So the weekend was “Labor Day” weekend. If you’re wondering what that means, join the millions of American’s who also don’t know. Honestly, most people I asked didn’t have a certain idea what Labour Day meant. However, trusty Wiki reliably informs that Labour Day is an “annual holiday which celebrates the economic and social achievements of workers”. Yeah, I still don’t get it…
ANYWAY, it meant Monday was a day off. (whoopee!). So Sunday eve was obviously spent
working partying. College eh?! Fiona and I had been to hockey training in the early eve, and after an amazing burrito from Qudoba we went over to one of the hockey girls houses for some post-training socialising (via the store for alcohol of course – being 21 we had to provide). Needless to say, socialising soon turned into… more socialising, and with ‘Everclear’ being the spirit in full flow (it’s a 75.5% grain alcohol that illegal in a fair number of states), soon people got drunk. I mean very drunk. So drunk that one person who will remain nameless (Jonathon) decided he HAD to stand in a corner and sing Rebecca Black in full (I would like to put a sanity disclaimer on that link by the way...). At the top of his voice. Repeatedly. I mean how drunk can you get to do that?!
After a good game of ‘Circle of Death’ (‘Ring of Fire’ to you British folk) with some amusing rules of English people talking like an American and Americans talking like English (sorry British, Fiona!) and Beer Pong (I lost miserably), Fiona and I departed to go and hook up with the others at John’s mentors house. Now this is where it went downhill for me. As soon as I walked into the door I was handcuffed to Harriet, placed upside down with a duck in my hand and had my face repeatedly stroked. All in the name of ‘Inconvenience’ as part of the game that was being played. And trust me when you’re like that for over 1/2 hour and busting for the loo, it is a massive inconvenience… Despite this little hiccup to begin with and me making a mad dash to the loo once free (much to everyone’s amusement), the rest of the time there was a good laugh with some rather amusing rules and inconveniences being pulled out of the bag by all (especially having to name all the South American countries or drink for everyone missed!).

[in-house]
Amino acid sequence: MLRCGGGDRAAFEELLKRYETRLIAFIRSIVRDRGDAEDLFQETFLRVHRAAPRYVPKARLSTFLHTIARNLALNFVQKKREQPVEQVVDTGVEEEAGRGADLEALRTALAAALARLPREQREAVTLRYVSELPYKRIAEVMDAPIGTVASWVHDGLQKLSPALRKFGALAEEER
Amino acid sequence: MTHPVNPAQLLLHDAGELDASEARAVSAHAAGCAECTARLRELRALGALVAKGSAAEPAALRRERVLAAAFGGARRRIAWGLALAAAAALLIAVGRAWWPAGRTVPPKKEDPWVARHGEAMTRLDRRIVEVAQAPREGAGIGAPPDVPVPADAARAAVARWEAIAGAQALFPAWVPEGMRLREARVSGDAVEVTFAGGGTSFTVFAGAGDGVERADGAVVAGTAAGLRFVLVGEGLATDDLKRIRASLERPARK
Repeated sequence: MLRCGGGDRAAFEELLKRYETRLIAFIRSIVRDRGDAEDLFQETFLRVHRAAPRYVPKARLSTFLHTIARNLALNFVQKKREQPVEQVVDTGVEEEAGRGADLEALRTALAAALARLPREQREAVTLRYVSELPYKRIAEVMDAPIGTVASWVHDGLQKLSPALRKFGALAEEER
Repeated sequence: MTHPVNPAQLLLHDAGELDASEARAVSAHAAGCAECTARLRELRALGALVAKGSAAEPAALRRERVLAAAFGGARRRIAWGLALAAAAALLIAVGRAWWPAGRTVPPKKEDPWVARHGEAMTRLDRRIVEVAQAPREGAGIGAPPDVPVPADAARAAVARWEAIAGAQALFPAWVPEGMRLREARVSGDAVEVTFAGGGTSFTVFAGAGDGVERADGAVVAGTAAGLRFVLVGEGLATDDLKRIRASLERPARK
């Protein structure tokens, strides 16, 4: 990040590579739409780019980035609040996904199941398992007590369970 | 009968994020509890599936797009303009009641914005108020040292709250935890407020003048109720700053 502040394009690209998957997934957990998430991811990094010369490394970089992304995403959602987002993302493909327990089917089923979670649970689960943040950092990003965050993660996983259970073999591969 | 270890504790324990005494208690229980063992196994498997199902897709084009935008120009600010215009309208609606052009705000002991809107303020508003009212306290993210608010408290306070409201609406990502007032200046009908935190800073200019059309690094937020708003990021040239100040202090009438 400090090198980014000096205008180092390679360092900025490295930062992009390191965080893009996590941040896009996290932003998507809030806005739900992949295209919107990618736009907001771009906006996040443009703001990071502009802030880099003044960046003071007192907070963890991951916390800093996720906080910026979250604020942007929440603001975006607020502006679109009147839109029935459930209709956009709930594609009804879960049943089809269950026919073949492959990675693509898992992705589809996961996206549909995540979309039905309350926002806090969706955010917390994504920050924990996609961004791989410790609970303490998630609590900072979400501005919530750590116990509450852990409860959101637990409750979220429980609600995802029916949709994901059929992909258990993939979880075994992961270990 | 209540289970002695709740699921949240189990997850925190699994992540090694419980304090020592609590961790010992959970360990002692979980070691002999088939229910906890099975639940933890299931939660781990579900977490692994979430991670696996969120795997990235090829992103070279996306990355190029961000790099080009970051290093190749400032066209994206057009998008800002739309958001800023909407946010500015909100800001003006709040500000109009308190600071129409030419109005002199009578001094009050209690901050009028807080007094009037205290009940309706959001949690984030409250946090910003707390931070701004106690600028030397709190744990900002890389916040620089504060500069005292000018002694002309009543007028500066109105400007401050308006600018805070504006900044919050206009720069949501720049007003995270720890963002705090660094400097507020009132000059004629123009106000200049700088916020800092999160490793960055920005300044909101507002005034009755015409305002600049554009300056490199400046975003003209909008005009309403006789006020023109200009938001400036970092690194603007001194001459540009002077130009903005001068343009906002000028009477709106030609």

Monday, being Labour Day, meant nothing was open. Nothing. Not even buses ran. Very bizarre for someone who comes from a city where everything is open and running pretty much all night. But it wasn't a drama, because Andrea had sorted out a day of meeting and greeting though an organisation for Internationals in the Raleigh/Durham area. Getting up for 10am was a bit of a struggle, but it was managed by all three of us (Fiona being the third – the other two were boring and stayed behind). We then jumped into a car driven by a girl called Catherine who was rather chirpy for the stupid O’clock time it was in the morning and were taken to a church for the days events. Now, I know what youre thinking here; ‘Good lord, becoming Christian?! What’s going on?!’. I haven’t, this was simply where the International event was held. As it transpired it was a church that ran it, but stressed the Christian side was optional for those who wanted it. I didn’t tick the box for interest… Anyway, we were the first ones to arrive, and a few awkward conversations were had with various people about where we were from, and everyone either seemed to come from there (15 generations back) or knew someone there. Regardless of where you said you were from. I swear I could have said I was from Mars and someone would have known someone who spent a year there or something. I’m being harsh here, but after a while it did get a little boring. As was the repeated “It’s super great to meet you!” with a massive forced grin. Oh well the price of hospitality!